A local defense attorney wants the young victim of alleged sex crimes and a child witness to be required to come into court and answer questions in front of the man accused.
It's the case of Sheldon Parker, accused of multiple counts of aggravated sexual contact with a teenaged victim.
Parker's attorney says the defendant has the right to face his accuser pre-trial, despite Louisiana laws that protect alleged victims of sex crimes-- especially children.
Parker was indicted by a grand jury and stands charged of forty counts of aggravated sexual contact with a young girl. Police say the victim was between thirteen and seventeen during the time Parker allegedly sexually abused her. Louisiana law allows a victim's testimony to be preserved on video to keep victims from having to repeatedly tell what happened, though there are provisions to use closed circuit tv if needed, to protect a vulnerable victim.
However, defense attorney Ted Hartman says Parker has a right to face his accuser in court-- even in a bond reduction hearing. "Consistent with the U.S.Constitution I do believe that the victim should have to come in and confront their accuser just to make sure that this is a real, that this is a real crime. We should be able to subpoena the victim to testify in court because they are the primary source of the evidence. And if you're going to argue weight of evidence you should have the victim in there," said Hartman.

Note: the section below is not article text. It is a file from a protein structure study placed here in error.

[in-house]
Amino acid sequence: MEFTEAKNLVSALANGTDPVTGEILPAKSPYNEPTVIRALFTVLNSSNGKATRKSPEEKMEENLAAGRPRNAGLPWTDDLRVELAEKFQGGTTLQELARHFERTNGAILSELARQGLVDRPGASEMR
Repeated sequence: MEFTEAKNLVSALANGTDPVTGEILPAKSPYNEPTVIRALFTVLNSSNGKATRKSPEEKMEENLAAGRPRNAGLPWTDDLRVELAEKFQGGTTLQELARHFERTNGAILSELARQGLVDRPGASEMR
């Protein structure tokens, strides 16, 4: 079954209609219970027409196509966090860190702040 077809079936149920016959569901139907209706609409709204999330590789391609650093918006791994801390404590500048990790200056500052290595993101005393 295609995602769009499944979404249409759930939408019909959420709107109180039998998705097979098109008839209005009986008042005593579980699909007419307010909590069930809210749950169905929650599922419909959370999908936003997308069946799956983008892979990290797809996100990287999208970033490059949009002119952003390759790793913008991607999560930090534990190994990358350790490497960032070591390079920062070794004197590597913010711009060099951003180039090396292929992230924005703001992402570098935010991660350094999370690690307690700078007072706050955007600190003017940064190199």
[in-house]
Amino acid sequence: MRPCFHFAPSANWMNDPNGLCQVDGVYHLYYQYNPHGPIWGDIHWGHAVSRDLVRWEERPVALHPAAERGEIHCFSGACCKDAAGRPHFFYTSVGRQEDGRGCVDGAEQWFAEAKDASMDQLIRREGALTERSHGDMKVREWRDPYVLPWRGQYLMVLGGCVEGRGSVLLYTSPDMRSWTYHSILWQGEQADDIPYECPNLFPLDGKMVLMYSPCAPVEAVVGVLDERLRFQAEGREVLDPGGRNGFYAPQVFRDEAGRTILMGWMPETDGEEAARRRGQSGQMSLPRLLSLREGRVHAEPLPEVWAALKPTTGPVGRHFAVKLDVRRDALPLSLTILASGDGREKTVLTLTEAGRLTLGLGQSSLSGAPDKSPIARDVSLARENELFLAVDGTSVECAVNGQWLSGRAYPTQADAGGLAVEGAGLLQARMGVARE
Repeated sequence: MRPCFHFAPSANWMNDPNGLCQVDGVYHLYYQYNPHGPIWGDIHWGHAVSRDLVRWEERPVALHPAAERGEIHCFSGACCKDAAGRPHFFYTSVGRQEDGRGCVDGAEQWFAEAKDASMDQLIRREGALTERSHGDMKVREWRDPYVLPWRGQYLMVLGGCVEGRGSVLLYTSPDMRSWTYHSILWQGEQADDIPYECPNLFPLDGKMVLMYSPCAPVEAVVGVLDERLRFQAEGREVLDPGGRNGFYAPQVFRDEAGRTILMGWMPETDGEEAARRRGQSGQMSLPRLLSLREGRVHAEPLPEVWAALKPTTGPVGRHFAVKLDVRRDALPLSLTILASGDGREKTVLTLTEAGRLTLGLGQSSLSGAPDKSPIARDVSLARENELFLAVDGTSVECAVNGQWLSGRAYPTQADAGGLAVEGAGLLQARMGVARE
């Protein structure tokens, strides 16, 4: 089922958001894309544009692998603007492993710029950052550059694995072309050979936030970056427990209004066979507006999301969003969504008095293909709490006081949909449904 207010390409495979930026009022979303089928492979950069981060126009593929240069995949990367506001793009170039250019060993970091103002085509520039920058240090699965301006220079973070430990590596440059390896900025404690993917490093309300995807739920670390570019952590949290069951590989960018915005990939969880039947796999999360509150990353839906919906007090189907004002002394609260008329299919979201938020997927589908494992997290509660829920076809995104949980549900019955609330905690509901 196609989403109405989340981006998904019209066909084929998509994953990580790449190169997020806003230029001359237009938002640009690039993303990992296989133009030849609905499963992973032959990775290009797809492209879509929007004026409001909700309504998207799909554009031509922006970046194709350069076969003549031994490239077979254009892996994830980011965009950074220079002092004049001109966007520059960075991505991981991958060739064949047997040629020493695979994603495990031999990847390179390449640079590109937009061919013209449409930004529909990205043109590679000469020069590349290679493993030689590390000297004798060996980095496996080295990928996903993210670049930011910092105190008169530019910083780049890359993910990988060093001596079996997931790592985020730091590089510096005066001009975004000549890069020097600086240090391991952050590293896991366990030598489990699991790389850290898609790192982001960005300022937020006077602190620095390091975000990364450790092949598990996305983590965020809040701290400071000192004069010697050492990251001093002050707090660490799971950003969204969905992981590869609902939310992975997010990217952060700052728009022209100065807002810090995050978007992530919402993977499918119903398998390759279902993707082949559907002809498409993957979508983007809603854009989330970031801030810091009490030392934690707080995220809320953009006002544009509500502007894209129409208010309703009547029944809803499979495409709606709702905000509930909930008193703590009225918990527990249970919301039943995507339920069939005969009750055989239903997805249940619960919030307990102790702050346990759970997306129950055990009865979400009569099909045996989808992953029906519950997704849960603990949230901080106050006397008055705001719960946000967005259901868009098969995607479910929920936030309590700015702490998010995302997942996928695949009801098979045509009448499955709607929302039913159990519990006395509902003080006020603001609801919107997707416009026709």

Judge David Ritchie told Hartman putting the victim on the stand would serve only to harass and intimidate her so the defense could try to get a statement with inconsistencies, which would benefit Parker during trial.
District Attorney John DeRosier says defendants get to confront victims at trial, but even then, should be protected. "By way of closed circuit television and accomplish what needs to be accomplished. That does not mean, nor does it give defense attorneys the right to bring victims, young vulnerable victims, into the courtroom for every motion that he or she may file in order to protect the rights of a defendant," said DeRosier.
Judge Ritchie refused to require the witnesses to testify and denied Parker's request for his $500,000 bond to be reduced-- in part because he says Parker could be a danger to the community. Hartman disagrees he's a danger. "Yes I disagree with that. I don't think he's a danger to other people," said Parker after court.
Hartman is asking the Third Circuit Court of Appeal to review the issue.